beauty

4 Places Germs And Bacteria Are Secretly Hiding In Your Nail Salon

June 23, 2015 by Lisa Fogarty
shefinds | beauty

Don’t blame yourself. Most women choose to wear blinders when they step into a nail salon. The point is to relax, right? Not freak out about all the potential germs and bacteria and ickiness hiding in every nook and crevice in the joint. Well sorry to rain on your parade, but it’s time we rip those blinders off. Don’t worry–we’re not going to tell you to stop going to the nail salon altogether. Instead, we’re going to let you know where the nastiness is hiding so you can go in equipped to avoid it… and ultimately have a more enjoyable salon visit.

So first things first, here are four places germs and bacteria commonly hide in nail salons:

1. Tubs. Those foot baths and whirlpools that sweetly massage our heels and toes and ask for nothing back in return? They could be filled with bacteria if not cleaned properly after each and every customer. The jets are especially prone to harboring bacteria since they’re likely to get overlooked during a quick cleaning.

2. Tools. The instruments used that shape our nails and make us look glam in seconds? If they are reused or not sterilized properly–germs, germs, germs.

3. Brushes. This include the brush sitting in that bottle of cuticle oil and the brushes in all of those nail polish bottles along the wall. And if you think about it, it makes sense. Those brushes touch countless hands, but probably never–ever–see any cleaning or sanitizing solution.

4. The Floor. Yes, the actual salon floor, which is typically moist slimy can harbor germs, so no more walking barefoot advises Dr. Gary Evans, podiatrist and inventor of daniPro Nail Polish.

“Avoiding bacteria, fungus and viruses begins when you choose your salon,” Evans says. “Make sure your salon is licensed by your state, and your pedicurist is a licensed nail technician.  This will assure you that they have the knowledge to provide the cleanest, safest environment for you.” Dr. Bruce Pinker, podiatrist and the founder of Dr. D-LuCS., adds: “it is extremely important for nail salons to sterilize their instruments before using them on customers’ hands and feet.” Want to be extra clean? Evans suggests that your pedicurist use as many ‘new’ disposable tools as possible, such as emery boards and nail buffers. Additionally, metal instruments should be sterilized and they should be presented to you and opened in front of you from a sealed sterilizing pouch.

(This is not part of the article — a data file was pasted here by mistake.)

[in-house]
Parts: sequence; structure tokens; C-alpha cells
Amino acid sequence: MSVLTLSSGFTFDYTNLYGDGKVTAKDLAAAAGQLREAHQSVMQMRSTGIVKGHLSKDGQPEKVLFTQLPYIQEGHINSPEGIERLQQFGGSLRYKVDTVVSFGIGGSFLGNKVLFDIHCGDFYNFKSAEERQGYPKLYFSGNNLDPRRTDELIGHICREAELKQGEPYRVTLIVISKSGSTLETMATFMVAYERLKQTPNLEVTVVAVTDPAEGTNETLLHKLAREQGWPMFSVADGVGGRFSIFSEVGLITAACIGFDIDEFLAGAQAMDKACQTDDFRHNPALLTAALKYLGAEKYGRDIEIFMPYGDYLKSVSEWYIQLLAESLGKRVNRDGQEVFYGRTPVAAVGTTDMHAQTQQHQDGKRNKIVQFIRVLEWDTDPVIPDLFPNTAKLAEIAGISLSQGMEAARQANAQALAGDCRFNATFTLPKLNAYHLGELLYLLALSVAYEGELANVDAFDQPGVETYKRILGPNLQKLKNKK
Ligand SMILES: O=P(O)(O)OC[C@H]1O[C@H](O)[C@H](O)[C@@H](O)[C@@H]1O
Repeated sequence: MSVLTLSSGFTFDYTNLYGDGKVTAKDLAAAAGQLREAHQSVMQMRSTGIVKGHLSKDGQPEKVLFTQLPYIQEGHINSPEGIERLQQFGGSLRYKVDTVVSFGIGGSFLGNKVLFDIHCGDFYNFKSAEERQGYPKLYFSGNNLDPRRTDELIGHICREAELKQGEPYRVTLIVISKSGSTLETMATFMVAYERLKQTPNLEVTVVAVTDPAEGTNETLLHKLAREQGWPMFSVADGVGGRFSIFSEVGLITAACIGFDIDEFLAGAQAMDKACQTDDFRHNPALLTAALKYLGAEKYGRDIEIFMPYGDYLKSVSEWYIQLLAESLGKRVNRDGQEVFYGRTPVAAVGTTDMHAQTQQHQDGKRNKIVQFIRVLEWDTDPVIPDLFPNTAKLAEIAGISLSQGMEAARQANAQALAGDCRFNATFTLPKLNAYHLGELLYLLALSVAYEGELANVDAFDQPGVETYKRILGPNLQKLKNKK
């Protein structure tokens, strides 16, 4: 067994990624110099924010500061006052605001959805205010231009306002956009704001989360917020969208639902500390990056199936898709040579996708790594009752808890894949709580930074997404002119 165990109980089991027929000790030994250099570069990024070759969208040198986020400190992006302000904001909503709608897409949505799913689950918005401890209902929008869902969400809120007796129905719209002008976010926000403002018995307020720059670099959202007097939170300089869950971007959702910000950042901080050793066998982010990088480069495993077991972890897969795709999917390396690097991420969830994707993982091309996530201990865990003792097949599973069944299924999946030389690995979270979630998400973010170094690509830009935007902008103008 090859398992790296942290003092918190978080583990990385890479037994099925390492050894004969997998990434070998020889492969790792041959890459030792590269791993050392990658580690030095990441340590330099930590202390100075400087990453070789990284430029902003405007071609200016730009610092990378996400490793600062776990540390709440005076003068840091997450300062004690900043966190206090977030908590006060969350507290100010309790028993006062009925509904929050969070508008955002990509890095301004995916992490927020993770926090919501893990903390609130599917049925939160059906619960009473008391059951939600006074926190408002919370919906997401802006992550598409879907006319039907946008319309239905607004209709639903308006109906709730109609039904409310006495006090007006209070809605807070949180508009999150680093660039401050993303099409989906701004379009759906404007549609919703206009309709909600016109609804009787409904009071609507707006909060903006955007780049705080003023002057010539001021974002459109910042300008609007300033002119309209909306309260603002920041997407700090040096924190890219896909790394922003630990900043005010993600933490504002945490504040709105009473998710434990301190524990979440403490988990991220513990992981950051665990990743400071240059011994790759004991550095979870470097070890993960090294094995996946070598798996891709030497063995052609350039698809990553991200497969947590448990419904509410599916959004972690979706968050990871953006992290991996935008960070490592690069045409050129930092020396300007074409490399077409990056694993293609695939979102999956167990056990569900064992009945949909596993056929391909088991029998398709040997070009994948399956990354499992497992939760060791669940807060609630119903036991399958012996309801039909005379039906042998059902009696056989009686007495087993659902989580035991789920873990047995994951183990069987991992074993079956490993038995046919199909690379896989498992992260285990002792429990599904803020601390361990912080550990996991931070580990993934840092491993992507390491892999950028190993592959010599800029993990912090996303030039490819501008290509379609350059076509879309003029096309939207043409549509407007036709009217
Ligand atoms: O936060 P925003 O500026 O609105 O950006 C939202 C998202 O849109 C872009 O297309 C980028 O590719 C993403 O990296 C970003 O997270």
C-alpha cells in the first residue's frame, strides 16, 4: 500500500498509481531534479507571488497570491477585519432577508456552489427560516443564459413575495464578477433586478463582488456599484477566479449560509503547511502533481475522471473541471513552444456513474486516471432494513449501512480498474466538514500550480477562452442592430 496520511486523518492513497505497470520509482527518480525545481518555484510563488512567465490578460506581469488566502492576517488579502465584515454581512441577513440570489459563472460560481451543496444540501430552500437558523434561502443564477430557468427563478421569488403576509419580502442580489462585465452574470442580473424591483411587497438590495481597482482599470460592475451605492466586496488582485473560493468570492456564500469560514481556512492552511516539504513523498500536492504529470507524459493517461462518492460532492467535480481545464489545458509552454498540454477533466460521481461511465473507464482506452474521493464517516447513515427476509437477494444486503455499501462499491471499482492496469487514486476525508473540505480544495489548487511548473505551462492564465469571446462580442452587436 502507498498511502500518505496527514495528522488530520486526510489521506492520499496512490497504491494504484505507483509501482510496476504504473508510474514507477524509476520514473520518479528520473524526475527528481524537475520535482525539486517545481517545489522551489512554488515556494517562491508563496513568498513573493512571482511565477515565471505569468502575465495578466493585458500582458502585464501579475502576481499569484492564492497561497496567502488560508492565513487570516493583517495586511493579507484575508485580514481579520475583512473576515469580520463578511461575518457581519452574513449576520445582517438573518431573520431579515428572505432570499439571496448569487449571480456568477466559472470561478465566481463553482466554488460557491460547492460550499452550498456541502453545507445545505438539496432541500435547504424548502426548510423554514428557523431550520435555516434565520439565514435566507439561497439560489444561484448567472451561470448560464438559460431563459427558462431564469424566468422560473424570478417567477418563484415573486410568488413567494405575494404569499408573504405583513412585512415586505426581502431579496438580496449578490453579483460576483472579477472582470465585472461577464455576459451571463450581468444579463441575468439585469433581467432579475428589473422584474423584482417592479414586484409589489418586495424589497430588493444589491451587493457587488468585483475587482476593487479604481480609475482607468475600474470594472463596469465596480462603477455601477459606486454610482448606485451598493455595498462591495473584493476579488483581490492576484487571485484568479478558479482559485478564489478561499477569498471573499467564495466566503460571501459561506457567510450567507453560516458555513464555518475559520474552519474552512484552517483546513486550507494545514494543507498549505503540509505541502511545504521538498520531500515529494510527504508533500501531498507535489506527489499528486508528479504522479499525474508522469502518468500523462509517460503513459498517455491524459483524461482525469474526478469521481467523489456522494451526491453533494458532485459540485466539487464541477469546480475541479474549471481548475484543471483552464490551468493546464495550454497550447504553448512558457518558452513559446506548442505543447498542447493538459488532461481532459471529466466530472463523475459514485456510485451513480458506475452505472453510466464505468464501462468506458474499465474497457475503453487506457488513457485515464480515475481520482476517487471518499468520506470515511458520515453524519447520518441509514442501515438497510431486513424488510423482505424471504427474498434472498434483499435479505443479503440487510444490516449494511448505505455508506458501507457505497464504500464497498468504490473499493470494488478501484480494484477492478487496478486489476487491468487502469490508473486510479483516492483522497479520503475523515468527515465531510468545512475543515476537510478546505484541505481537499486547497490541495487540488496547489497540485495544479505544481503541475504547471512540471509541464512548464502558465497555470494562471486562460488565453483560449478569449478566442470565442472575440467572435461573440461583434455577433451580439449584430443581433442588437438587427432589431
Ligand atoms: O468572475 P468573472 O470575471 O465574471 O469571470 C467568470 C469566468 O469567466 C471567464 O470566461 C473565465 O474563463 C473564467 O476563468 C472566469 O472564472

Now that you know where bacteria is lurking, here are some steps you can take to protect yourself before and during your visit to the nail salon:

Prepare at home. “If you normally shave your legs, and or feet, be sure to do it several days before your pedicure,” Evans says. “The shaving process creates many small nicks and tears in your skin.  This can serve as a portal of entry for unwanted germs.  Waiting a few days allows healing of these nicks and tears.”

Don’t cut your calluses. As someone who always begs her pedicurist to magically eradicate her the callus on her toe, I can now say I’m happy she kindly dismisses my request and pulls out a pumice stone instead. “Patients with corns and callus should not allow the pedicurist to us any sharp cutting instruments for trimming,” Evans says. “A pumice stone or similar, which is not aggressive is advisable.  A well meaning pedicurist may try to comfort your tender callus and may ‘cut’ your skin.  Thus making you more susceptible to infection.”

Stop cutting your cuticles. This same rule holds true for cuticles too, I’m afraid. “The cuticles protect the nails from organisms.  Once cuticles are cut they create openings.  Cuticles should be gently pushed backed.”

Bring your own nail polish. The only way to ensure the brush touching your finger hasn’t already been exposed to someone else’s bleeding cuticle? Don’t use the salon nail polish–bring your own from home instead. And as an added bonus, if your nail chips, you’ll have the exact color on hand for a quick fix or touch-up.

Know when to visit a podiatrist instead. “If you are a diabetic you should not have pedicures at the salon–instead, see a podiatrist to cut your nails and skin,” Pinker says. “This will minimize the risk of infection, as diabetics are more susceptible to infection due to their immunocompromised state.”

For more beauty tips, check out how to make aDIY waist trainer and how to paint your nails with your non-dominant hand.

Author:

Lisa Fogarty is a lifestyle writer and reporter based in New York who covers health, wellness, relationships, sex, beauty, and parenting.

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